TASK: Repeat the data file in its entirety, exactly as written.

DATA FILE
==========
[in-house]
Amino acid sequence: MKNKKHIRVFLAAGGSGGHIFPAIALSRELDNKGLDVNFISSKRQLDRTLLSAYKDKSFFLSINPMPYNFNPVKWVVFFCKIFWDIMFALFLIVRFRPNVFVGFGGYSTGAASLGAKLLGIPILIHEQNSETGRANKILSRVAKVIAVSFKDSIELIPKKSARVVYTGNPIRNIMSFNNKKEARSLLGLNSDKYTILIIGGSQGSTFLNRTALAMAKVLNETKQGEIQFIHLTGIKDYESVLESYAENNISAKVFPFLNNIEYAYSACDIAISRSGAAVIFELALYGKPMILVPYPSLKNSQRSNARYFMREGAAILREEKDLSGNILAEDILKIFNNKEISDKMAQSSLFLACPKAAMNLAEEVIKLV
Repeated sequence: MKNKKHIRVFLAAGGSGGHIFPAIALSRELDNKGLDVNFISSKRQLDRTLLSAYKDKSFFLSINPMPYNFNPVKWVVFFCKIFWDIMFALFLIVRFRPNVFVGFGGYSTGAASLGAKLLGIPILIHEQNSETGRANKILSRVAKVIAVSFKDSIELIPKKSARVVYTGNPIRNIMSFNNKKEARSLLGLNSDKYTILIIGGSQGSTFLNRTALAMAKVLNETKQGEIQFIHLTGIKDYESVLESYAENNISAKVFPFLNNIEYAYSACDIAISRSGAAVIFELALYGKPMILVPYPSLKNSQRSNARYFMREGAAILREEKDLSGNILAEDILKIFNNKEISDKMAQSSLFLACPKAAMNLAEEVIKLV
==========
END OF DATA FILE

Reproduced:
[in-house]
Amino acid sequence: MKNKKHIRVFLAAGGSGGHIFPAIALSRELDNKGLDVNFISSKRQLDRTLLSAYKDKSFFLSINPMPYNFNPVKWVVFFCKIFWDIMFALFLIVRFRPNVFVGFGGYSTGAASLGAKLLGIPILIHEQNSETGRANKILSRVAKVIAVSFKDSIELIPKKSARVVYTGNPIRNIMSFNNKKEARSLLGLNSDKYTILIIGGSQGSTFLNRTALAMAKVLNETKQGEIQFIHLTGIKDYESVLESYAENNISAKVFPFLNNIEYAYSACDIAISRSGAAVIFELALYGKPMILVPYPSLKNSQRSNARYFMREGAAILREEKDLSGNILAEDILKIFNNKEISDKMAQSSLFLACPKAAMNLAEEVIKLV
Repeated sequence: MKNKKHIRVFLAAGGSGGHIFPAIALSRELDNKGLDVNFISSKRQLDRTLLSAYKDKSFFLSINPMPYNFNPVKWVVFFCKIFWDIMFALFLIVRFRPNVFVGFGGYSTGAASLGAKLLGIPILIHEQNSETGRANKILSRVAKVIAVSFKDSIELIPKKSARVVYTGNPIRNIMSFNNKKEARSLLGLNSDKYTILIIGGSQGSTFLNRTALAMAKVLNETKQGEIQFIHLTGIKDYESVLESYAENNISAKVFPFLNNIEYAYSACDIAISRSGAAVIFELALYGKPMILVPYPSLKNSQRSNARYFMREGAAILREEKDLSGNILAEDILKIFNNKEISDKMAQSSLFLACPKAAMNLAEEVIKLV